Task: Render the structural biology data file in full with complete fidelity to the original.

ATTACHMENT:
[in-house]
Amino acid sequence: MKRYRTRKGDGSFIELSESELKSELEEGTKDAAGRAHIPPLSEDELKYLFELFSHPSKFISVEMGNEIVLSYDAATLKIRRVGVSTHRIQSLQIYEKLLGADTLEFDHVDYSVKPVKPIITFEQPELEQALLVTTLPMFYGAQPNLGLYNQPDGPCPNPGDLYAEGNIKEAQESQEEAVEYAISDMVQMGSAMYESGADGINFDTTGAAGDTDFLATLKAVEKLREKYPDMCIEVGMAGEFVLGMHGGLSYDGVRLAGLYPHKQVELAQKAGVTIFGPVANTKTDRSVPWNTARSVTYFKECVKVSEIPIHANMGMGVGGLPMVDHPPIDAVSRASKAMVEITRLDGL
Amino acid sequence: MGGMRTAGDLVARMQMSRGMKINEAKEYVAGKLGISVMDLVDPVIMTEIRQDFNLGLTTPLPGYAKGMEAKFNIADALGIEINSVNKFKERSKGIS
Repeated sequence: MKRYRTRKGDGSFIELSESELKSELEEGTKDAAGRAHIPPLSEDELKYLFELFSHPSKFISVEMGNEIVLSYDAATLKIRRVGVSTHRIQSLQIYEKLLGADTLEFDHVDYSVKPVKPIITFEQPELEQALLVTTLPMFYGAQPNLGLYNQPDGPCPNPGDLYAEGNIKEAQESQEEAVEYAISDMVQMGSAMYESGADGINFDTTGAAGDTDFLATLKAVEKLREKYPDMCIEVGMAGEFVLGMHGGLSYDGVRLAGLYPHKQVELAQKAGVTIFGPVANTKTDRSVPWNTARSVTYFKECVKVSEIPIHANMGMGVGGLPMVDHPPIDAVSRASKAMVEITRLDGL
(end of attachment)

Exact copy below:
[in-house]
Amino acid sequence: MKRYRTRKGDGSFIELSESELKSELEEGTKDAAGRAHIPPLSEDELKYLFELFSHPSKFISVEMGNEIVLSYDAATLKIRRVGVSTHRIQSLQIYEKLLGADTLEFDHVDYSVKPVKPIITFEQPELEQALLVTTLPMFYGAQPNLGLYNQPDGPCPNPGDLYAEGNIKEAQESQEEAVEYAISDMVQMGSAMYESGADGINFDTTGAAGDTDFLATLKAVEKLREKYPDMCIEVGMAGEFVLGMHGGLSYDGVRLAGLYPHKQVELAQKAGVTIFGPVANTKTDRSVPWNTARSVTYFKECVKVSEIPIHANMGMGVGGLPMVDHPPIDAVSRASKAMVEITRLDGL
Amino acid sequence: MGGMRTAGDLVARMQMSRGMKINEAKEYVAGKLGISVMDLVDPVIMTEIRQDFNLGLTTPLPGYAKGMEAKFNIADALGIEINSVNKFKERSKGIS
Repeated sequence: MKRYRTRKGDGSFIELSESELKSELEEGTKDAAGRAHIPPLSEDELKYLFELFSHPSKFISVEMGNEIVLSYDAATLKIRRVGVSTHRIQSLQIYEKLLGADTLEFDHVDYSVKPVKPIITFEQPELEQALLVTTLPMFYGAQPNLGLYNQPDGPCPNPGDLYAEGNIKEAQESQEEAVEYAISDMVQMGSAMYESGADGINFDTTGAAGDTDFLATLKAVEKLREKYPDMCIEVGMAGEFVLGMHGGLSYDGVRLAGLYPHKQVELAQKAGVTIFGPVANTKTDRSVPWNTARSVTYFKECVKVSEIPIHANMGMGVGGLPMVDHPPIDAVSRASKAMVEITRLDGL